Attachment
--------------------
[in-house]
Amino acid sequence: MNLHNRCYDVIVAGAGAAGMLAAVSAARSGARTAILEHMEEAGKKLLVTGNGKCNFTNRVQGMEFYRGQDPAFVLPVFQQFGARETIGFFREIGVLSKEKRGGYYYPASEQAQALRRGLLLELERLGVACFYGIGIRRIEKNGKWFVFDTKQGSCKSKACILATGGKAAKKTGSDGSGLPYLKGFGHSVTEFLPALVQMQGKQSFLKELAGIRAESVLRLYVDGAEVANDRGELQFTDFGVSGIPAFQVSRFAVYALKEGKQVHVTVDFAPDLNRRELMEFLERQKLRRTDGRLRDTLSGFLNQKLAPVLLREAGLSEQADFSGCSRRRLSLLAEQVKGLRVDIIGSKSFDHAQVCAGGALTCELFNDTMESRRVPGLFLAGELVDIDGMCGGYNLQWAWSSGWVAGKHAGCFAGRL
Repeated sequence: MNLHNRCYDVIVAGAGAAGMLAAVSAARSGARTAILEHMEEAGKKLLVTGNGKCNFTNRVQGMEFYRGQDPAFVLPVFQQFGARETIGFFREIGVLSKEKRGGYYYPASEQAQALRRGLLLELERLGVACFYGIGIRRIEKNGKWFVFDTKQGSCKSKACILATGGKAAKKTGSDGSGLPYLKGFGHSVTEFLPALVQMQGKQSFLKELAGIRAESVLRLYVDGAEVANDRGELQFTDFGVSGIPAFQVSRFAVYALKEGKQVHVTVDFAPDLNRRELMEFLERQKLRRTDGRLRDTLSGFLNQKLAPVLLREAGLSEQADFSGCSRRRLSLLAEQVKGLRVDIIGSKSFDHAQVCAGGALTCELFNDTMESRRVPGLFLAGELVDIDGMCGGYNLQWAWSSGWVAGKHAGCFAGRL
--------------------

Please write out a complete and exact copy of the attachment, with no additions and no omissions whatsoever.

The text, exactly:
[in-house]
Amino acid sequence: MNLHNRCYDVIVAGAGAAGMLAAVSAARSGARTAILEHMEEAGKKLLVTGNGKCNFTNRVQGMEFYRGQDPAFVLPVFQQFGARETIGFFREIGVLSKEKRGGYYYPASEQAQALRRGLLLELERLGVACFYGIGIRRIEKNGKWFVFDTKQGSCKSKACILATGGKAAKKTGSDGSGLPYLKGFGHSVTEFLPALVQMQGKQSFLKELAGIRAESVLRLYVDGAEVANDRGELQFTDFGVSGIPAFQVSRFAVYALKEGKQVHVTVDFAPDLNRRELMEFLERQKLRRTDGRLRDTLSGFLNQKLAPVLLREAGLSEQADFSGCSRRRLSLLAEQVKGLRVDIIGSKSFDHAQVCAGGALTCELFNDTMESRRVPGLFLAGELVDIDGMCGGYNLQWAWSSGWVAGKHAGCFAGRL
Repeated sequence: MNLHNRCYDVIVAGAGAAGMLAAVSAARSGARTAILEHMEEAGKKLLVTGNGKCNFTNRVQGMEFYRGQDPAFVLPVFQQFGARETIGFFREIGVLSKEKRGGYYYPASEQAQALRRGLLLELERLGVACFYGIGIRRIEKNGKWFVFDTKQGSCKSKACILATGGKAAKKTGSDGSGLPYLKGFGHSVTEFLPALVQMQGKQSFLKELAGIRAESVLRLYVDGAEVANDRGELQFTDFGVSGIPAFQVSRFAVYALKEGKQVHVTVDFAPDLNRRELMEFLERQKLRRTDGRLRDTLSGFLNQKLAPVLLREAGLSEQADFSGCSRRRLSLLAEQVKGLRVDIIGSKSFDHAQVCAGGALTCELFNDTMESRRVPGLFLAGELVDIDGMCGGYNLQWAWSSGWVAGKHAGCFAGRL